A traditional art exhibition features one artist’s work from a single series. But today, exhibitions are no longer confined to one solo artist. They can range from a curator grouping several works influenced by a certain major event together, like the M+ Sigg Collection at Artistree, to including multiple works made of the same media in one space, like Statement 3: New Sculpture from Germany at the Goethe-Institut Hong Kong.

But in Central, a newer, rather rare type of exhibition has opened its doors to the public this April: Mill6 Foundation’s spring show, Social Fabric, held at event space The Annex.

Social Fabric’s full title is Social Fabric: New Work by Mariana Hahn and Kwan Sheung Chi, a duo showing of Berlin-born Mariana Hahn and Hong Kong-born Kwan Sheung-chi’s works, tied together by internationally renowned curator David Elliott.

As exhibitions have evolved over the years, so has the definition of art itself in the eyes of many in the art world. An exhibit like Social Fabric may well prompt some viewers to ask the bigger question of “what is art?” or whether it’s necessary to have interlocutors to help the public interpret art.

Hahn, who graduated from the University of Arts London, was taken with silk, a delicate material from China that is prominent in Hong Kong. Upon her arrival to the city, she stayed on Lantau Island and studied the “shu nu” — women who resided there and wove for a living. Her artistic practice has always been based on the notion that the act of “weaving” is a metaphor for the human anatomy. Using fabrics as her creative medium, her art works are essentially clothing items that can be viewed as the carrier of the living narrative. Her series of works in Social Fabric specifically explores the role of silk and how it has transformed Hong Kong over time.

In contrast, Kwan is based in the city. With a BA in Fine Arts from the Chinese University of Hong Kong, he is perhaps most known for founding various advocacy groups, such as Woofer Ten, which focuses on expressing local political and social issues using experimental art. His unusual works document his own life as a typical resident of the city, and the installations on display in Social Fabric demonstrate his role as an insider. They scrutinise the troubling question that a large percentage of youth in Hong Kong have about their hometown today — should they stay or leave, given the city’s past, present and anticipated future?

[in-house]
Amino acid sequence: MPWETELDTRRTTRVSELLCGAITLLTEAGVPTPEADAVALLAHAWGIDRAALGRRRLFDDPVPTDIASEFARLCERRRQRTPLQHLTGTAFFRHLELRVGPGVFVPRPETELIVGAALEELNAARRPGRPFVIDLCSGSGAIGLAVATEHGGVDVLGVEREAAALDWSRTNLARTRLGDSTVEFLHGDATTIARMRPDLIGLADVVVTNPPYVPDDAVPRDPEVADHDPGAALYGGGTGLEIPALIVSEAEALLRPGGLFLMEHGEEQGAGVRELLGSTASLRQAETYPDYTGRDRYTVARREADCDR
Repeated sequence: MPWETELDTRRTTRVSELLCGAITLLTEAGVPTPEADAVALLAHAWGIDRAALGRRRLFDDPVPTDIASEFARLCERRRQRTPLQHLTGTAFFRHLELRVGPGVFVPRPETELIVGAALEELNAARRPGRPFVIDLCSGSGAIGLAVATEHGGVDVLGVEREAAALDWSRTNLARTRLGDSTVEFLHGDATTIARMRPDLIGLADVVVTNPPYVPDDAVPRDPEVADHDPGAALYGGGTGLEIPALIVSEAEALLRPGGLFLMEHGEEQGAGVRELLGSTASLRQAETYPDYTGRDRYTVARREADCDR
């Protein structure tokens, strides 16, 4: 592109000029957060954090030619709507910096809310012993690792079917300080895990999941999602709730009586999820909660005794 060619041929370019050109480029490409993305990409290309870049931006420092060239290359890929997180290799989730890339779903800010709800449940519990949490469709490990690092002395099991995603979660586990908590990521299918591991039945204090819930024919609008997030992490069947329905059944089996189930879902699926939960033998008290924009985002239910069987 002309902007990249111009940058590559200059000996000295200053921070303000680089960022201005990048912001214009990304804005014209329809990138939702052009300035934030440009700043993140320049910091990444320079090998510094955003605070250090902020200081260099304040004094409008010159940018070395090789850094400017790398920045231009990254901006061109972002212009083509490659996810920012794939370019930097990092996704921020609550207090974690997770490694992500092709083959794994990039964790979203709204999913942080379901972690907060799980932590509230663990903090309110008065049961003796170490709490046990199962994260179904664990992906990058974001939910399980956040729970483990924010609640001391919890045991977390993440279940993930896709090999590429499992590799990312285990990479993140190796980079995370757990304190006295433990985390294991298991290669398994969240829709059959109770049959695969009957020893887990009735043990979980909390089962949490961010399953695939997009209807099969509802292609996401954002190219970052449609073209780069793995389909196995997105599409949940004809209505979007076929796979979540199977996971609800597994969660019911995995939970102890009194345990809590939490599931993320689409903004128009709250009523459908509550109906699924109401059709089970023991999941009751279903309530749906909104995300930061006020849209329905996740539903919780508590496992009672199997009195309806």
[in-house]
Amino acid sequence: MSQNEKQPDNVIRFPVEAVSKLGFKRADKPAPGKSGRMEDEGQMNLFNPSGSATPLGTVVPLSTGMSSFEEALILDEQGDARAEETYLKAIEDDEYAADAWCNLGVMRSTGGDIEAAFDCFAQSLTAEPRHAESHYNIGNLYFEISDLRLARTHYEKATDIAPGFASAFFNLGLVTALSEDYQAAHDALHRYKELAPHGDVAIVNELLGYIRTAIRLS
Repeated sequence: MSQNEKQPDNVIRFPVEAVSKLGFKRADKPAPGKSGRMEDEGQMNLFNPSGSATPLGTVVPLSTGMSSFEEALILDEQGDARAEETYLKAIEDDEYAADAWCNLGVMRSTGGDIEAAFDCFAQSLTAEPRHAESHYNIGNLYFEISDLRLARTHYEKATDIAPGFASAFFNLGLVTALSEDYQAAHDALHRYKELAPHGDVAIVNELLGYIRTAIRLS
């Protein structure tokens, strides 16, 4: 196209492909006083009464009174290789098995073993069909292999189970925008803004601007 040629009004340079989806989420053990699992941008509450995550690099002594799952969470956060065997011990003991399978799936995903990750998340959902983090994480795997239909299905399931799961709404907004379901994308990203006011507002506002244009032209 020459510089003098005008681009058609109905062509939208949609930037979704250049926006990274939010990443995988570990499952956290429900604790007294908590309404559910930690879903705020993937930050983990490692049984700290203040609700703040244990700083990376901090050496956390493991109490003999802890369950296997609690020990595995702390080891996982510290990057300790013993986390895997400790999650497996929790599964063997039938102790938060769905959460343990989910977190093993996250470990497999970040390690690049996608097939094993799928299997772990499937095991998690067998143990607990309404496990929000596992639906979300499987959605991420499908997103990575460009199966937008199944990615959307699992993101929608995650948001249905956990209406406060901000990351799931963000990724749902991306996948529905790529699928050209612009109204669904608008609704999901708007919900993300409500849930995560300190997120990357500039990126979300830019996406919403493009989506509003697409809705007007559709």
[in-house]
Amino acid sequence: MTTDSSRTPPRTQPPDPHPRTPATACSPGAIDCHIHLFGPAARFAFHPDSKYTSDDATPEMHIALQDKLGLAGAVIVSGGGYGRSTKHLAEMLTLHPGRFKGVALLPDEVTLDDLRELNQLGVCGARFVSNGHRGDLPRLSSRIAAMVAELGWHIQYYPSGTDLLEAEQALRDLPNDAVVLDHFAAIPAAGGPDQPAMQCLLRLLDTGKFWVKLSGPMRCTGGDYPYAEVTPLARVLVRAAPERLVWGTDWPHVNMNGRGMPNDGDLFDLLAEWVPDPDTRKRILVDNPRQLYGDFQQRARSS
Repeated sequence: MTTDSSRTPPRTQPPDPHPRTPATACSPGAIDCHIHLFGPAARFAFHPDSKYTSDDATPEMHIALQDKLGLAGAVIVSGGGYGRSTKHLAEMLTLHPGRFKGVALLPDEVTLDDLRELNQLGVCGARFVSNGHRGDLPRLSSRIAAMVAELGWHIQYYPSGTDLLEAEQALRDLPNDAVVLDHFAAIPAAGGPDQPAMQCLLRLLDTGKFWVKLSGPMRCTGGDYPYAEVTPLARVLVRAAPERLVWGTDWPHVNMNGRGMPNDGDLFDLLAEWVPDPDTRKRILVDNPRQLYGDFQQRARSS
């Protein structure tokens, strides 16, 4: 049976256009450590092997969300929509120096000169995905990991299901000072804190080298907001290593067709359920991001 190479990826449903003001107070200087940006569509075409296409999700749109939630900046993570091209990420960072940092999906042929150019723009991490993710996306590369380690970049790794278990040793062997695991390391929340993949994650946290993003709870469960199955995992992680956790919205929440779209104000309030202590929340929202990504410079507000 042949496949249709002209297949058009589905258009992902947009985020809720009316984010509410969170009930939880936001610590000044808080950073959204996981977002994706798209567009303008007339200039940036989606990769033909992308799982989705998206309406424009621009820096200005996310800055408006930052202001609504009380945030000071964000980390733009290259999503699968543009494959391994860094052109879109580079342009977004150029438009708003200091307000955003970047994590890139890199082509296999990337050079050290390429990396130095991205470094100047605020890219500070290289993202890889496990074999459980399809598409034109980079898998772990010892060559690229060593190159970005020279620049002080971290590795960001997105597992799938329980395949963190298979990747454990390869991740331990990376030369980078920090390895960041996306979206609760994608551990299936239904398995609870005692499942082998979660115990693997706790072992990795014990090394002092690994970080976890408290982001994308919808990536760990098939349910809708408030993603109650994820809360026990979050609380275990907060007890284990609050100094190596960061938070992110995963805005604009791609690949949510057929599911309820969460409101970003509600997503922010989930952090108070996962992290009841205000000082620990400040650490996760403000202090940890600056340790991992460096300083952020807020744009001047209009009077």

It’s not the first time multiple artists have collaborated for an exhibition. Yet previously, when a pair of artists who both had equal prominence worked on single show, they would produce works together, in that each artist would have physically altered the displayed work, or at least have had a say in the ideas behind the work during the creative process. There would be communication between the artists; a chemistry, a dialogue. But in Social Fabric’s case, what could possibly be the connection between the two series of works by these two very different artists?

When asked this question, Mill6 Foundation director Angelika Li had an answer that sounded like it had been rehearsed many times.

“I brought together these artists from very different backgrounds because I saw a similar sensibility in how they approach their work, despite their differing personalities,” she said. “Mariana has a very quiet, poetic way of talking about violent matters, and Chi is a very quiet person, yet his works speak very loudly.”

But a “similar sensibility” spoken from the mouth of a director of a charity organisation just isn’t enough. Hahn is Mill6’s inaugural artist-in-residence, and it feels as if the staff simply paired her with a local artist for convenience. Li, without status in the art world, would not convince many. This is where David Elliott comes in. With a worldwide reputation, the British curator has had 20 years of experience in the art field since beginning this journey as the director of the Museum of Modern Art in Stockholm until 2001. He has made himself a household name in the art world as a curator, adviser, writer and chairman. Invited by Li to curate Social Fabric, he has said he was “delighted” to be involved in such an exhibition — and who could doubt someone with such eminence?

Elliott definitely has a way with words. During the public sharing session of the exhibition, he pushed Li’s idea behind Social Fabric — the goal of which was to encourage viewers to see Hong Kong’s evolution through a different prism by contrasting past with present in unusual art forms.